Although high-yield bonds can fall in value when the economy weakens and investors start to worry about getting paid, those at the top of the ratings scale tend to fall the least. And they usually fluctuate less dramatically than stocks. In fact, research by Thrivent Financial analysts has shown that over the past 25 years the total return on high-yield bonds has been about equal to that of the Standard & Poor’s 500 Stock Index, but with only about two-thirds of the volatility.

“There are risks to investing in the high-yield market, just as there are risks in any market,” says Mark Simenstad, vice president and head of fixed-income funds for Thrivent Financial for Lutherans, a diversified financial services organization. “But it’s not a monolithic market. Many of the higher-quality bond issuers are established, well-known companies with good business prospects, which wasn’t always the case 20 or 30 years ago.”

Investing prudently in high-yield bonds
Beyond focusing on credit ratings, one of the simplest ways to minimize the risk of investing in high-yield bonds is through diversification. Instead of buying one bond, investors are encouraged to buy several issued by different companies in different industries. That way, one default can’t take down the entire portfolio. They also can incorporate other high-yielding assets into their holdings, including preferred stocks, convertible bonds and even mortgage-backed securities.

Unfortunately, assembling a diversified high-yield bond portfolio can be a tall order for many investors, who often don’t have the time or resources to assess the financial health and business prospects of many different issuers. Accordingly, most choose to invest via mutual funds specializing in that sector of the market, delegating security selection and trading decisions to a professional money manager.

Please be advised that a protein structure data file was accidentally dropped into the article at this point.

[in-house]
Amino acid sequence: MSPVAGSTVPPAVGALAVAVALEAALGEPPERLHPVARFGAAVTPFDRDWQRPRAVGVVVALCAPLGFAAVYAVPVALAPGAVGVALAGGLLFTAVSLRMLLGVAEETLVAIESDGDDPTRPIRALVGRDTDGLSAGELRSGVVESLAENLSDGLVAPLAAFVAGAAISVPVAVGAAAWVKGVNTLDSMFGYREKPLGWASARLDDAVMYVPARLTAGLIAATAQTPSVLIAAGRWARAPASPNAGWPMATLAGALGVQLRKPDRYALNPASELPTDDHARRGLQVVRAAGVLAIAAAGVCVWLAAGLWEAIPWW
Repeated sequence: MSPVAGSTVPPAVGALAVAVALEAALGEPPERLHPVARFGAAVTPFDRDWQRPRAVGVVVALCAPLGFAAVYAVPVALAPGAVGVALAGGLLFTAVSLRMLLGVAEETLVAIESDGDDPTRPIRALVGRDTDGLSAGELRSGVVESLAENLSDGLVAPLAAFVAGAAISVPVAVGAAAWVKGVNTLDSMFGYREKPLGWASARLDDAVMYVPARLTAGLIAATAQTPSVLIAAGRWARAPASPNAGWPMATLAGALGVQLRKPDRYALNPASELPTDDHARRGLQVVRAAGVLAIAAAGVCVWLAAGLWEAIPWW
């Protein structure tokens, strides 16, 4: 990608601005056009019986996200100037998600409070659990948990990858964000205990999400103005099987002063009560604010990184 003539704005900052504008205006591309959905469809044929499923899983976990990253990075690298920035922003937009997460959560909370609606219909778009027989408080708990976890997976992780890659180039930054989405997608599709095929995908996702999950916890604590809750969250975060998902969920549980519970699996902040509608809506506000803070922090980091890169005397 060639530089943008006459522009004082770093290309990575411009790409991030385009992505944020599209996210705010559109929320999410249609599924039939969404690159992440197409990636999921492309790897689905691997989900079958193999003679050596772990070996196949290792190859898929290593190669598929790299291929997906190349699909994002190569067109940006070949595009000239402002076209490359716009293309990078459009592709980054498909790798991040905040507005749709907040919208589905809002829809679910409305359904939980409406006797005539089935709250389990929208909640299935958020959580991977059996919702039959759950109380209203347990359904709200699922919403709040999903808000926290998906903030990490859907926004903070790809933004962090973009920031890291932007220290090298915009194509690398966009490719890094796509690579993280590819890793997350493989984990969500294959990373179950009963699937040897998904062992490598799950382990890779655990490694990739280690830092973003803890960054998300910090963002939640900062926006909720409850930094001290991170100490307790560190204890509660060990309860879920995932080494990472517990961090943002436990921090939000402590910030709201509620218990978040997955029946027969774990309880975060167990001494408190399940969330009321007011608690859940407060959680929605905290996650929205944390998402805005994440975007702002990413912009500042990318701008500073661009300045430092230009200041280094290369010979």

Paul Ocenasek, manager of the Thrivent High Yield Fund, says high-yield bond funds can be appropriate for several types of investors. “They can certainly make sense for anyone looking to generate income from their investment portfolio,” he says, “since the yields they offer are often higher than what’s available from investment-grade corporate bonds, and typically higher than the yields on conservative cash investments.”

To be sure, high-yield bonds are not risk-free. They can go down in value when interest rates rise or when business conditions deteriorate and market sentiment sours. And, as noted, they can fall into default. But, Simenstad stresses, while investors should not ignore the risks associated with high-yield bonds, neither should they exaggerate them. A prudently managed high-yield bond fund, he maintains, can play a meaningful role in almost any broadly diversified investment portfolio.

Source: Thrivent Financial